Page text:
Androscoggin Bank is making its first foray into Portland, but you might miss it if you look for the familiar line of tellers perched behind a wall. The Lewiston-based bank plans to unveil this fall an Old Port location featuring an open layout that encourages interaction, with free-standing customer service “pods” and floating “financial services reps,” according to Paul Andersen, the bank’s COO.

The bank has invested more than $500,000 in the 5,000-square-foot space at Middle and Pearl streets, Andersen said. The look will be more Apple Store than stuffy traditional bank branch. “This is more like a living room feel,” he said. “Our people will stand next to customers instead of having a barrier between them.”

Other familiar divisions have been phased out as well. Bank representatives will be able to handle just about any personal banking request, from setting up a personal loan or small investment to cashing checks and opening up a debit card account. Some staff will continue to focus on commercial lending, setting up trusts and other specialized services.

New “cash recyclers” – hybrid ATMs that can handle all the same services as a traditional teller line – will replace cash drawers. The technology is part of the bank’s strategy to address its customers’ shift from cash and paper to Internet-based services, Andersen said. “The way people buy bank services is changing dramatically,” he said. “We’re trying to build this for the future.”

Androscoggin isn’t the only institution that’s caught on to the trend. Town & Country Federal Credit Union recently completed a major renovation at its Scarborough branch that also features a pod system and cross-trained representatives, according to a statement.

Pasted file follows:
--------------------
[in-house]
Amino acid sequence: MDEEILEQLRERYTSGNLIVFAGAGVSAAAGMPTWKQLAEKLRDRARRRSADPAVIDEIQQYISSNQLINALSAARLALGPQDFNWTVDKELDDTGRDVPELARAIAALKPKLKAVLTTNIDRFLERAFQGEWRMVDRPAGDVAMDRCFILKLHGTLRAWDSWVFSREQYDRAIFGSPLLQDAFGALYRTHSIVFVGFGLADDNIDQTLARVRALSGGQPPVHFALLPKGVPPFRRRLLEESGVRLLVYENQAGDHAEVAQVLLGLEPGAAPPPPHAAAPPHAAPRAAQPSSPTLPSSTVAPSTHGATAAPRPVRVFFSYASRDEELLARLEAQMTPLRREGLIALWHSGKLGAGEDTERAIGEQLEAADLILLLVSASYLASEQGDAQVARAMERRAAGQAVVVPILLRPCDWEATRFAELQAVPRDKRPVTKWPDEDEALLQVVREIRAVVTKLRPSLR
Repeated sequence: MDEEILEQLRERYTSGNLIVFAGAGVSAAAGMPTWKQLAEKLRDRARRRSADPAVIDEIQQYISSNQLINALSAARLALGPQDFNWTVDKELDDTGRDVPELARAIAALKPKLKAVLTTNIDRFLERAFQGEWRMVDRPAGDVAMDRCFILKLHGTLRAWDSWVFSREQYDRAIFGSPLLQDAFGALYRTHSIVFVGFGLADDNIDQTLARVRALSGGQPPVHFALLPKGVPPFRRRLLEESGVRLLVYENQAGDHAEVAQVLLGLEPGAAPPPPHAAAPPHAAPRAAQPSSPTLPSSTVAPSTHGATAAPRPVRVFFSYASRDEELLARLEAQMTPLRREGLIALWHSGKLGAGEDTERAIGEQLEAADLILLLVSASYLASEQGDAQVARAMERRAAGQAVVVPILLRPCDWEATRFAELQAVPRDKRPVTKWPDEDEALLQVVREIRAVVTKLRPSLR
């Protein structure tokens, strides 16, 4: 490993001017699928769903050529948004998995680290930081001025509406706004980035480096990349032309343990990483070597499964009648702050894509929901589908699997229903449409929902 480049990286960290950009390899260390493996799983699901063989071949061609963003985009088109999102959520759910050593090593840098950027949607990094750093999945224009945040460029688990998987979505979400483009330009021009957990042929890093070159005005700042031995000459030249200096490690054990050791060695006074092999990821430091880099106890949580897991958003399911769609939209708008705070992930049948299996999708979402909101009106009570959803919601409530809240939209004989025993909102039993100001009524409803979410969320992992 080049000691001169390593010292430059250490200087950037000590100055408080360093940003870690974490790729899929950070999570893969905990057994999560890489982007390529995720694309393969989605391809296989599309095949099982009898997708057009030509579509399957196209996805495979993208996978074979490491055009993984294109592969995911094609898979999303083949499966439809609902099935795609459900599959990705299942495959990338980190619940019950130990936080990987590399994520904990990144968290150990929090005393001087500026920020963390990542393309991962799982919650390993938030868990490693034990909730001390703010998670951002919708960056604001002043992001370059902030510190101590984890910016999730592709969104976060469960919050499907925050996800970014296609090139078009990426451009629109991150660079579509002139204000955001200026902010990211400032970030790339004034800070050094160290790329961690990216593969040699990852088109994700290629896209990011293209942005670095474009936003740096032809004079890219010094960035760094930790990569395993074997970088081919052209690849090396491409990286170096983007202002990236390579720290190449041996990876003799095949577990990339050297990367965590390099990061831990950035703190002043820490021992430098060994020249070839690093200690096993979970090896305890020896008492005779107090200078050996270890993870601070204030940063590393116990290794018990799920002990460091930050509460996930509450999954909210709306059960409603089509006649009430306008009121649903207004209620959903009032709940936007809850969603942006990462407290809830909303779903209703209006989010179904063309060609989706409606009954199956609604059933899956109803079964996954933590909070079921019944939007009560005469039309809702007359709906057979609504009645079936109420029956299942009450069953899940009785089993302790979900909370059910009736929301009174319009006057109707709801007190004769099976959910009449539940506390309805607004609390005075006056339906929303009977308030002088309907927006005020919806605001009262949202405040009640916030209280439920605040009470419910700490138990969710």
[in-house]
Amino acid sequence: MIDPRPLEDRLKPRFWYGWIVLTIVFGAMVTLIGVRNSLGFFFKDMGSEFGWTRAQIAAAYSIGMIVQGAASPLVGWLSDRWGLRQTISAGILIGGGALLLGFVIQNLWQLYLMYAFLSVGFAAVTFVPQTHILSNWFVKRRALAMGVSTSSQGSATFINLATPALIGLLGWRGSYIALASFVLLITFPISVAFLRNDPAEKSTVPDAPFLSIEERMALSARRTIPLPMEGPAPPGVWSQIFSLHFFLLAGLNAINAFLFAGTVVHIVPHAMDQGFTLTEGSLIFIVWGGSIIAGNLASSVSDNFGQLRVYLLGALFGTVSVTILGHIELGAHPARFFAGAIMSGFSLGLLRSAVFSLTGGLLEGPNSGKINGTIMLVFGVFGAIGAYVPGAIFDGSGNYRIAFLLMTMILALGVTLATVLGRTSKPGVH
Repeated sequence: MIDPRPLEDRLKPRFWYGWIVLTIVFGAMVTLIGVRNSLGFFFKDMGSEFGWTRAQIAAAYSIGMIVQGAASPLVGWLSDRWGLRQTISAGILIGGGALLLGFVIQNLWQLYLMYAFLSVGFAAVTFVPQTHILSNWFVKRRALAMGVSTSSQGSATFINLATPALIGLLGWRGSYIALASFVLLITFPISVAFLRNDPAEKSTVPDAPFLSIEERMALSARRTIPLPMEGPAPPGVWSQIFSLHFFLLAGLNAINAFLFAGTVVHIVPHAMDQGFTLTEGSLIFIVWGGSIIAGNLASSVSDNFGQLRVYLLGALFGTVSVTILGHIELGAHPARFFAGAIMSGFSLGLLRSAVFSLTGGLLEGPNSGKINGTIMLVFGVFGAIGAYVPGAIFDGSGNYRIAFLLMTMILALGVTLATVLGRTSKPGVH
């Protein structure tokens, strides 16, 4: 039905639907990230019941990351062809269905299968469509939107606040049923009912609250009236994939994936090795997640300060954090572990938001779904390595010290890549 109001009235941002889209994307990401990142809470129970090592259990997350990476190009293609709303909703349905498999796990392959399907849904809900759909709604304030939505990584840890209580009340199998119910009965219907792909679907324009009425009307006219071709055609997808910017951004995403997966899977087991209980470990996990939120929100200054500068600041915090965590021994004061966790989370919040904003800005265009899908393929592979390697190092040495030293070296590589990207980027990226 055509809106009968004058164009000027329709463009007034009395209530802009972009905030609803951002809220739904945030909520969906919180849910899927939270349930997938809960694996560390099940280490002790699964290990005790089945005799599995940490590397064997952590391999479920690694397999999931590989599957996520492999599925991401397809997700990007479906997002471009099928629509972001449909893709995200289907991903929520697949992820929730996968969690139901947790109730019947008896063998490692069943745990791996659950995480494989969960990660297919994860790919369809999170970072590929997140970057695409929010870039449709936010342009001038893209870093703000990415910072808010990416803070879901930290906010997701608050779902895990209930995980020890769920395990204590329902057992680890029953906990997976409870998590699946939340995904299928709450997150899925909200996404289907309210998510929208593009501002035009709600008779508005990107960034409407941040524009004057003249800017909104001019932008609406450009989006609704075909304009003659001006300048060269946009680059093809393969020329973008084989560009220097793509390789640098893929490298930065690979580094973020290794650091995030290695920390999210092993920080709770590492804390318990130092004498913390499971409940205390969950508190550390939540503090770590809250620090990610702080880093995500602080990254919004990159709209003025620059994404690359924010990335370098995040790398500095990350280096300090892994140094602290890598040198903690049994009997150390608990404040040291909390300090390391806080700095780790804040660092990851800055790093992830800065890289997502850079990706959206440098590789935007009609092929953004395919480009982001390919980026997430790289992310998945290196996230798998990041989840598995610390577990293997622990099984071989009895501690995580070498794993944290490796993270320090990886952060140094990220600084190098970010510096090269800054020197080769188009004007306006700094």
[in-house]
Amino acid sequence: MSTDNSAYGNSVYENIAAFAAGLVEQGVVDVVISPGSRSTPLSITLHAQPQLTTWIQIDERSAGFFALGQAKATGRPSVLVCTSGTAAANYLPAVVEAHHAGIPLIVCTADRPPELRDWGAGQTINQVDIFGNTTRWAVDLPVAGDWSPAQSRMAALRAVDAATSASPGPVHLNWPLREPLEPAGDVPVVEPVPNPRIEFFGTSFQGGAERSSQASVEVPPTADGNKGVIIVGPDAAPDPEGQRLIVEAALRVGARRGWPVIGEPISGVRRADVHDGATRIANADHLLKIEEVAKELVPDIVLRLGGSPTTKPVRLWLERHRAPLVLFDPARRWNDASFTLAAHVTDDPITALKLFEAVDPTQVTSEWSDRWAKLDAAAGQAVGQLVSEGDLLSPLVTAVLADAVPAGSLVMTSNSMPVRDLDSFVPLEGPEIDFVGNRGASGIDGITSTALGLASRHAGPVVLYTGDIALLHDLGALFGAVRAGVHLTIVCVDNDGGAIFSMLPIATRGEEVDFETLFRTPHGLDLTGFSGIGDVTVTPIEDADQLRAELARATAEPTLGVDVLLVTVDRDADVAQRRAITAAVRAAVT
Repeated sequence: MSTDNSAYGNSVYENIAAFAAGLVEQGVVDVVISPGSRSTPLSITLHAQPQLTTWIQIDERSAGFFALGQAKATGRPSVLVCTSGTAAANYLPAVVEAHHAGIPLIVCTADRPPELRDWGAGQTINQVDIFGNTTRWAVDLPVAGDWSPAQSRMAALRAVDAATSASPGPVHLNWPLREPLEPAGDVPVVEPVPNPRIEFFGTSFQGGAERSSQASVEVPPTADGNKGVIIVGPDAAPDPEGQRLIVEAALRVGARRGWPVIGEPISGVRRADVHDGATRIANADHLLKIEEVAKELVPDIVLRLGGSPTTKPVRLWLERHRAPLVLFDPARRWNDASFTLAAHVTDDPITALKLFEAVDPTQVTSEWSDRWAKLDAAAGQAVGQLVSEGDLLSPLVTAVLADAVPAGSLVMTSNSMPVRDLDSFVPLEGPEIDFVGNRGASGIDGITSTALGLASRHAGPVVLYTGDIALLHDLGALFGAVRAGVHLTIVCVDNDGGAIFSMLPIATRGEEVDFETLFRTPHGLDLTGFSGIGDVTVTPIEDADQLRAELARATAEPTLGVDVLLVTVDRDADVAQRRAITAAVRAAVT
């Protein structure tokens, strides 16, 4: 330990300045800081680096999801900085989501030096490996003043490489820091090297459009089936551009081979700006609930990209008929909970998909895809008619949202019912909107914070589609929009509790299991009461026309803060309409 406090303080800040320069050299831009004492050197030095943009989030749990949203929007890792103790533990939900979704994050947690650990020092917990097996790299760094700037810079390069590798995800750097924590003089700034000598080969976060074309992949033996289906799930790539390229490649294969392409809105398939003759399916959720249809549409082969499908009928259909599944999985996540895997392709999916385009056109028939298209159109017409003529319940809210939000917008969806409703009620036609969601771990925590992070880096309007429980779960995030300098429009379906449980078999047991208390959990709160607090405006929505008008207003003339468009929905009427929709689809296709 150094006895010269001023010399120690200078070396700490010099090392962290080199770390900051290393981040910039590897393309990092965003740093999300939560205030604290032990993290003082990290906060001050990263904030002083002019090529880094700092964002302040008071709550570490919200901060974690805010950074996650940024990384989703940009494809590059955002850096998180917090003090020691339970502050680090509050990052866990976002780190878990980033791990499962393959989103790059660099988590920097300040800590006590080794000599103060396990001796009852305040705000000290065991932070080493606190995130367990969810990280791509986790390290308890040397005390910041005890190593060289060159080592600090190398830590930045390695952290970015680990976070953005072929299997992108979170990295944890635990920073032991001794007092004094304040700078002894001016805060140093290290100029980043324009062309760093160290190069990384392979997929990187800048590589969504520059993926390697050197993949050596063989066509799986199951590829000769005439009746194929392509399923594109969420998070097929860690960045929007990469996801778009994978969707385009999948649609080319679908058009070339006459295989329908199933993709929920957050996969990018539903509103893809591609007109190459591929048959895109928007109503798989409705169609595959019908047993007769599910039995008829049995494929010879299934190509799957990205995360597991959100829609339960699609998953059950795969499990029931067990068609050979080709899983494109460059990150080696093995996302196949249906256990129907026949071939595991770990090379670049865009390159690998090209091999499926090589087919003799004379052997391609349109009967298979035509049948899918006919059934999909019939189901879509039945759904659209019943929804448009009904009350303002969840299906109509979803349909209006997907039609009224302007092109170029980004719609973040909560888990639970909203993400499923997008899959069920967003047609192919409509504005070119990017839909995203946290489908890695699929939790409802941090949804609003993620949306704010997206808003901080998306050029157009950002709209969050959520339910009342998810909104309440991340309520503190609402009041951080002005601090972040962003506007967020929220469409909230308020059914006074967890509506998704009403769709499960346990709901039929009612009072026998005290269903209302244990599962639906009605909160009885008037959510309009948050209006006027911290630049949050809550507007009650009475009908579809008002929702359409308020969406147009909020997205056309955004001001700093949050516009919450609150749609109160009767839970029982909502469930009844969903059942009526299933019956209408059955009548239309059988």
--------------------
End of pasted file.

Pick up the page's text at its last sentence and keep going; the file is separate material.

Norway Savings Bank in November broke ground at a Yarmouth location that incorporates the pods, as well as self-service safe deposit boxes that customers can access through biometric scanning technology, a company statement said.

The investment in more personal service comes as many larger banks reeling from the financial crisis struggle to stay afloat. But business has been good at Androscoggin Bank, where income is up 10 percent over last year and the bottom line in 2009 so far is ahead of budget, Andersen said. The new branch will employ at least two additional staff immediately, with plans for more throughout the year.

And taxpayers aren’t funding any of the expansion at 130 Middle St., Andersen said. “We said thanks but no thanks to the bailout dollars.”

While other financial institutions cut back or hold the line, Androscoggin Bank, which has a dozen branches in southern and central Maine, wants to expand its presence. “We just see this as the perfect time for us, the perfect time to expand,” he said.

This story was used with the permission of MaineBiz.


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